bossman1 writes:

in response to AmericasTrueRecoveryBeginsIn2016:

Such as?

One example is in New Jersey. We have a 'may carry permit' that is extremely hard to obtain. Even if you do get it there are restrictions to where you can carry your gun.

bossman1 writes:

in response to Cassandra:

None of the three cases fell under the "stand your ground" law. There were no witnesses in the first case and the other two involved "defense by popcorn" and murder.

You may be correct that none of these cases fell under the 'stand your ground law', be we don't really know that for sure. None of the defense teams asked for a stand your ground law hearing, with good reason. Still the stand your ground law wordage was used in the trials including the jury instructions.

bossman1 writes:

in response to AmericasTrueRecoveryBeginsIn2016:

What legislation could have been enacted that would have prevented any of these three shooters from possessing or carrying a gun?

None of them had a criminal history, so expanded background checks wouldn't have had any effect.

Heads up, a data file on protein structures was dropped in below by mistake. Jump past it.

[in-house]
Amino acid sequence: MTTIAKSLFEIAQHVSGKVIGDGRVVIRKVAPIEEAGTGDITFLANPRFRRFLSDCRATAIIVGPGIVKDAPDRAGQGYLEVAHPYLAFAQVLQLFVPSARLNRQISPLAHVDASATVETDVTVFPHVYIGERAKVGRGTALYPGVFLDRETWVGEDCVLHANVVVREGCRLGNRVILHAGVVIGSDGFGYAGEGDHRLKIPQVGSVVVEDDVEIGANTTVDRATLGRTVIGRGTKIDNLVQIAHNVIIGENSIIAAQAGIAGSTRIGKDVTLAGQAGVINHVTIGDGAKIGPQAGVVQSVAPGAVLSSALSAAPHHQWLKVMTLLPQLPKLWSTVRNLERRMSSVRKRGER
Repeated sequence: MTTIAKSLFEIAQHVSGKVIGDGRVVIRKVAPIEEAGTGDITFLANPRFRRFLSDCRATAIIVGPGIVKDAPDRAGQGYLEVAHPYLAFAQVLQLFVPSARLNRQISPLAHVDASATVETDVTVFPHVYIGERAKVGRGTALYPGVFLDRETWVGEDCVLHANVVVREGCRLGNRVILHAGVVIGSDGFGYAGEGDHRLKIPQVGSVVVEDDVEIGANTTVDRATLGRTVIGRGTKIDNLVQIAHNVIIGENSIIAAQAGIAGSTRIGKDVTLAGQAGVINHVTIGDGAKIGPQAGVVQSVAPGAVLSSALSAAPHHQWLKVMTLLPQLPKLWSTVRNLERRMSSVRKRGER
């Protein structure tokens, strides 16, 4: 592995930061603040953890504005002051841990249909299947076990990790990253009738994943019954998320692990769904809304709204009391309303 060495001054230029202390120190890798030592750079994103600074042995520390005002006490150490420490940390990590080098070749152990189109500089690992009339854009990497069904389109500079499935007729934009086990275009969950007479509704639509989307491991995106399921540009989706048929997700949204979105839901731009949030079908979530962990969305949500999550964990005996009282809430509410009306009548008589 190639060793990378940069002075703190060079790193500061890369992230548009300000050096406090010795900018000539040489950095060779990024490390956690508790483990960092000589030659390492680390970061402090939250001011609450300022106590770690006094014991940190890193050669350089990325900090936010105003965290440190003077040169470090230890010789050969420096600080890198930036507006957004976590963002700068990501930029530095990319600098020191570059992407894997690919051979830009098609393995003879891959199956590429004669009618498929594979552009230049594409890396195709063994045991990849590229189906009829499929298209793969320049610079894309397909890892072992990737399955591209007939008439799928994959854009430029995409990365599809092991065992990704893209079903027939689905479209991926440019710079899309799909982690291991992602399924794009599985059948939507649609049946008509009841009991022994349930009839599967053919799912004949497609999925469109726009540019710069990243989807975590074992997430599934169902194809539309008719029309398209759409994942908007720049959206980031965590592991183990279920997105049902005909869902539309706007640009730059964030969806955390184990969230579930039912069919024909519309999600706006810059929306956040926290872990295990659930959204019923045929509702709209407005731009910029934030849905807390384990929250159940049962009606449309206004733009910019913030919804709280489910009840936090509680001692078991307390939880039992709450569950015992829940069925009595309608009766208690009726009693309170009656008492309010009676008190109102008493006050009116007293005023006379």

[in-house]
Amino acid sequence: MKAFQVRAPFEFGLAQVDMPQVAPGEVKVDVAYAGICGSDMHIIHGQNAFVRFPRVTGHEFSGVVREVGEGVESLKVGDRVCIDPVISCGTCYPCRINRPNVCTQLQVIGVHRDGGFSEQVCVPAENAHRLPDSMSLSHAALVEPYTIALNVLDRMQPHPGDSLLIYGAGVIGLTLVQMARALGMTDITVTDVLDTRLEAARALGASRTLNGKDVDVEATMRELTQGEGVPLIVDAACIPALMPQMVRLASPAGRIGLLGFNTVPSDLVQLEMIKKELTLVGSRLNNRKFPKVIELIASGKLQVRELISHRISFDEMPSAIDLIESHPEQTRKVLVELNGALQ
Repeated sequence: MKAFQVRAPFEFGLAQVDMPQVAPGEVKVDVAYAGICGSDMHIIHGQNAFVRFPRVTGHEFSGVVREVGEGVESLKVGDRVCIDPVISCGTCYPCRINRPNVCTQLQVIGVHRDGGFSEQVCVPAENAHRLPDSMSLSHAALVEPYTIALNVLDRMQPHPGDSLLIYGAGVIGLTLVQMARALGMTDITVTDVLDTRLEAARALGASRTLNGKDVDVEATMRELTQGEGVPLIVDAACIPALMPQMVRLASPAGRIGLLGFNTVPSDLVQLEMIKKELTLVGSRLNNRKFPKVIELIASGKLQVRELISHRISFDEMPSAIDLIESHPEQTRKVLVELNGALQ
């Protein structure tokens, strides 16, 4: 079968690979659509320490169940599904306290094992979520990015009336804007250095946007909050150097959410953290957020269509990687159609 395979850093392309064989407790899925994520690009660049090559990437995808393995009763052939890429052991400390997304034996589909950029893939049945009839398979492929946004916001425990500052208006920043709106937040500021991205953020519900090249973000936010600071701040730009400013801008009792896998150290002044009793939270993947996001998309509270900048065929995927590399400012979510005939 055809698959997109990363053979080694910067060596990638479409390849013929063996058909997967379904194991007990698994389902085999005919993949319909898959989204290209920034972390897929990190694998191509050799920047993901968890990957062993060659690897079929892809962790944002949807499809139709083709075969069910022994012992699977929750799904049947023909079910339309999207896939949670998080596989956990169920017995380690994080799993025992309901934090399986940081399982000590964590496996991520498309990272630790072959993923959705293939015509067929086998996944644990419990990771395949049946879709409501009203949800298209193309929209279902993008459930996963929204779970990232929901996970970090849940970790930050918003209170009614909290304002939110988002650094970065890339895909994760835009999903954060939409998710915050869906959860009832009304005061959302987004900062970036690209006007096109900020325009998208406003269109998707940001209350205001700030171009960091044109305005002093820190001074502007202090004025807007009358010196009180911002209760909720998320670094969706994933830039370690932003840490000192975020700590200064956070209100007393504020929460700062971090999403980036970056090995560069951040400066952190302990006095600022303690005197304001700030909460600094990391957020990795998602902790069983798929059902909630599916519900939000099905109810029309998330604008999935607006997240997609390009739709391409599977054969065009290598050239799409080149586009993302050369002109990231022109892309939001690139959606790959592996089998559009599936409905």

None of them obtained their guns illegally, so gun ban legislation wouldn't have had any effect.

None of them fired more shots than their firearms were designed to hold or fired enough shots that they needed to reload, so ammunition capacity legislation wouldn't have had any effect.

At least two of them had valid concealed carry permits (I don't know for sure about Dunn).

And, without serious changes to HIPAA legislation, there is no chance that any gun control legislation will ever be enacted tying mental health history (or any other personal medical history) to gun ownership.